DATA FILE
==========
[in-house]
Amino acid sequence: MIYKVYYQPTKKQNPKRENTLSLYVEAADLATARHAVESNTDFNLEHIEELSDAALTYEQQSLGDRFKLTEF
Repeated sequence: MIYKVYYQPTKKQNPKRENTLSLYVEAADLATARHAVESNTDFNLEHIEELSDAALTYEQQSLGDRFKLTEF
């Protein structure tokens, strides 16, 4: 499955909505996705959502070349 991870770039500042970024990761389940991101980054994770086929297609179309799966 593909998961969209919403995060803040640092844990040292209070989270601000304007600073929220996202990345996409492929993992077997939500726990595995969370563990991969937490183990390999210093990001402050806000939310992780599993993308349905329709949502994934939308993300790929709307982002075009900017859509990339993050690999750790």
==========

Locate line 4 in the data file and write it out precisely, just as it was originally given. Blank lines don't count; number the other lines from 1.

């Protein structure tokens, strides 16, 4: 499955909505996705959502070349 991870770039500042970024990761389940991101980054994770086929297609179309799966 593909998961969209919403995060803040640092844990040292209070989270601000304007600073929220996202990345996409492929993992077997939500726990595995969370563990991969937490183990390999210093990001402050806000939310992780599993993308349905329709949502994934939308993300790929709307982002075009900017859509990339993050690999750790």